Santa Barbara’s Coast Village Road opened at noon Jan. 23 after being swamped by the massive Montecito mudslide earlier this month and last month because of the smoke and ash from the Thomas fire.
While some businesses remained open after the Jan. 9 mudslide that killed as many as 23 children, men and women, it was almost impossible to access the shops because of ankle-deep mud on the roadway.
Even though Coast Village was open to traffic for the first time in about two weeks, the 10 restaurants on and around the road remained closed because of water and utility problems. The mudslide damaged large water pipes and allowed millions of gallons of potable water to rush downhill along with the heavy rain runoff, boulders and debris on Jan. 9
On a map, the road is finger-shaped Santa Barbara city commercial district, stretching into Montecito, which is an unincorporated county area. Last month, while the Thomas fire still burned away from populated areas, Coast Village reopened just before Christmas only to be flooded a few weeks later.
Coast Village Road is home to popular restaurants, some small, high-end boutiques, several financial services companies, two small markets, a Vons Supermarket, two gas stations, some apartment buildings and the Montecito Inn. Some offices are situated off the road in back of the southside store fronts.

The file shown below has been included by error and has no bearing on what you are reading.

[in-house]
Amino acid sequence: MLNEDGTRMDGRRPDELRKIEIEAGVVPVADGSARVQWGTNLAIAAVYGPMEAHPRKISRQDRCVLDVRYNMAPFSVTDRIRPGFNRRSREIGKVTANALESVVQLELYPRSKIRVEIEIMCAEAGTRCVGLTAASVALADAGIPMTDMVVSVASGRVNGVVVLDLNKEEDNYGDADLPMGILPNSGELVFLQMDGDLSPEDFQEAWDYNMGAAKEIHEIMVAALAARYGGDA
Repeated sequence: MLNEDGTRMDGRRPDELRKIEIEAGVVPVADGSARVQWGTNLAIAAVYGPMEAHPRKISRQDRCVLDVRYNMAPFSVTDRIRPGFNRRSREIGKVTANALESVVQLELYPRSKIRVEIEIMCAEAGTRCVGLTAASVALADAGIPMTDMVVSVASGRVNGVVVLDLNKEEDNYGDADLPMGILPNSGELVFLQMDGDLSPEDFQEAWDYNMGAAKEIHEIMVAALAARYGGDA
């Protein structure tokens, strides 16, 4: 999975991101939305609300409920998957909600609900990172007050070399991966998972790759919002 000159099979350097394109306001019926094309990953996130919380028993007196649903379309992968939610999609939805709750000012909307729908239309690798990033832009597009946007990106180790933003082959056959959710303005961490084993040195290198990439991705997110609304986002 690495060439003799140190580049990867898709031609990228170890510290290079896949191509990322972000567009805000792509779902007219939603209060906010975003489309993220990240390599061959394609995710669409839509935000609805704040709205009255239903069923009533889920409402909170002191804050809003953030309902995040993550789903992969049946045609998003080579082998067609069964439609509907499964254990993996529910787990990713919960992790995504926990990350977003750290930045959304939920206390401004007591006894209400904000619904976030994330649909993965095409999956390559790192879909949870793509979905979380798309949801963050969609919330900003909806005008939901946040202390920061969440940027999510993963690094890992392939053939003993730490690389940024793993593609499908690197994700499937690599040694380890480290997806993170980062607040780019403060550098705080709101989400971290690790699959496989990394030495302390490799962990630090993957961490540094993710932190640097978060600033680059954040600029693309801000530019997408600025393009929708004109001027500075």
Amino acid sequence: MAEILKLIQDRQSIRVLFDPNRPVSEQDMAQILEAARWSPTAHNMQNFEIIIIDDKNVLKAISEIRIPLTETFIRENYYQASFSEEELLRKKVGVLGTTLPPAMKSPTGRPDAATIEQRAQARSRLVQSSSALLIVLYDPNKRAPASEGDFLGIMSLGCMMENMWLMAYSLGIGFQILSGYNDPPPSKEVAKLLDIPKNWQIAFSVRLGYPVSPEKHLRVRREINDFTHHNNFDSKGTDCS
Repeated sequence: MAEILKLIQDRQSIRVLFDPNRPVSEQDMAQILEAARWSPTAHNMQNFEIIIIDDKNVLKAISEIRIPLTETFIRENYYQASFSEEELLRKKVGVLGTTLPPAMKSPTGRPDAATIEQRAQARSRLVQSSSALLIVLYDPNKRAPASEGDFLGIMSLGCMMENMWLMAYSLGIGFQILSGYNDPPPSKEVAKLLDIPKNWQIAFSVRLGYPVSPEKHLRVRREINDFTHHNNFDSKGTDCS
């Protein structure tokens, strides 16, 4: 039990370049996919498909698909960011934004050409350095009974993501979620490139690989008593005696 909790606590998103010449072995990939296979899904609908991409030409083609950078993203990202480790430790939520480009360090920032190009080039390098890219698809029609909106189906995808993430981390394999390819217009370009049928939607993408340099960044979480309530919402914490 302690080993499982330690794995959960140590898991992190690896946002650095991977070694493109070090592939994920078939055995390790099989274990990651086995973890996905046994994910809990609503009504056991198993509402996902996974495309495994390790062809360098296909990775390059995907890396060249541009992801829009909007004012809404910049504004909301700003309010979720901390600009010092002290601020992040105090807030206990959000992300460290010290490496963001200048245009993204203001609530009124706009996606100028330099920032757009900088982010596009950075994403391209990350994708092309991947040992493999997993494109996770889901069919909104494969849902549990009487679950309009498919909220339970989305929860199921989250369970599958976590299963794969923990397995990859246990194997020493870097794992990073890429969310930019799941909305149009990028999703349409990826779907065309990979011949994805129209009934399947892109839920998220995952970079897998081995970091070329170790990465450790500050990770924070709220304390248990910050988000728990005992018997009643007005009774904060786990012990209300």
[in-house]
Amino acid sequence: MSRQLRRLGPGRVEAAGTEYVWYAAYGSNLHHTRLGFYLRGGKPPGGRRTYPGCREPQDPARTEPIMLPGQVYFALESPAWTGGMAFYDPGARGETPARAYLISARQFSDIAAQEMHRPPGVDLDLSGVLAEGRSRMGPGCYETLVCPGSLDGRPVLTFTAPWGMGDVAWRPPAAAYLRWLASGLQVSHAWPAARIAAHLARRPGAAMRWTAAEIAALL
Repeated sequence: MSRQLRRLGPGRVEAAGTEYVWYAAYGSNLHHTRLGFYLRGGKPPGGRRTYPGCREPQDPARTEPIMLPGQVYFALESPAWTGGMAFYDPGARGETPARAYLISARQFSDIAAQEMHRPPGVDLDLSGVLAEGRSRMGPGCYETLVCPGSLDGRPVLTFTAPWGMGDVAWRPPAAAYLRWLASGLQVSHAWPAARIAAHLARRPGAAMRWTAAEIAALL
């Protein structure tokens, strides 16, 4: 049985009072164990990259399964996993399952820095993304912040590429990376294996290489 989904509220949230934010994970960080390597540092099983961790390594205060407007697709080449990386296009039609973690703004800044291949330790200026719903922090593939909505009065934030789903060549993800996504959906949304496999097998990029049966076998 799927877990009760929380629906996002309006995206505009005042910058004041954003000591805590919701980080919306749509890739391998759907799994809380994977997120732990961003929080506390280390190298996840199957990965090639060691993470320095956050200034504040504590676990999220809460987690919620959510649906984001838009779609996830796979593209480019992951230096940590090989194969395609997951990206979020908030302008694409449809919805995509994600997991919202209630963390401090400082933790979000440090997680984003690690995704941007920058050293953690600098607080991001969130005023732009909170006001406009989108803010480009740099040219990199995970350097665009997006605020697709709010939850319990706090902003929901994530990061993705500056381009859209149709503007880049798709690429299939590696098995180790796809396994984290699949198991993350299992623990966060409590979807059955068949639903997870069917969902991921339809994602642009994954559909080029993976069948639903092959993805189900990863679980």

Santa Barbara is expected to lose more sales tax revenue like what it lost in December when both Coast Village and State Street were hit with smoke and ash.
The cleanup and eventual opening of Coast Village, which stretches from Hot Springs Road to Olive Mill Road, came just two days after Caltrans opened Highway 101 between Milpas Street in Santa Barbara and Highway 150 in Carpinteria.
Meanwhile, Caltrans said on the afternoon of Jan. 23 that the northbound Highway 101 off-ramp at Hermosillo Road is open as of 2 pm. Caltrans also announced the Highway 101 northbound and southbound off-ramps at Olive Mill Road, San Ysidro Road and Sheffield Drive will remain closed to allow trucks and emergency vehicles to access these areas for debris removal and for residents to return to the area.
During the wee hours of Jan. 9, Montecito residents were torn from sleep to hear the loud rush of heavy rain and the mudslide roaring by while washing away homes, cars and residents. It is estimated that 200 homes and commercial buildings were damaged or destroyed.
The mudslide plowed down Hot Springs and Olive Mill roads, first flooding Coast Village, rushing toward the ocean on the freeway overpass and eventually covering Highway 101 below with muck and debris. The high was cleared and opened Jan. 21.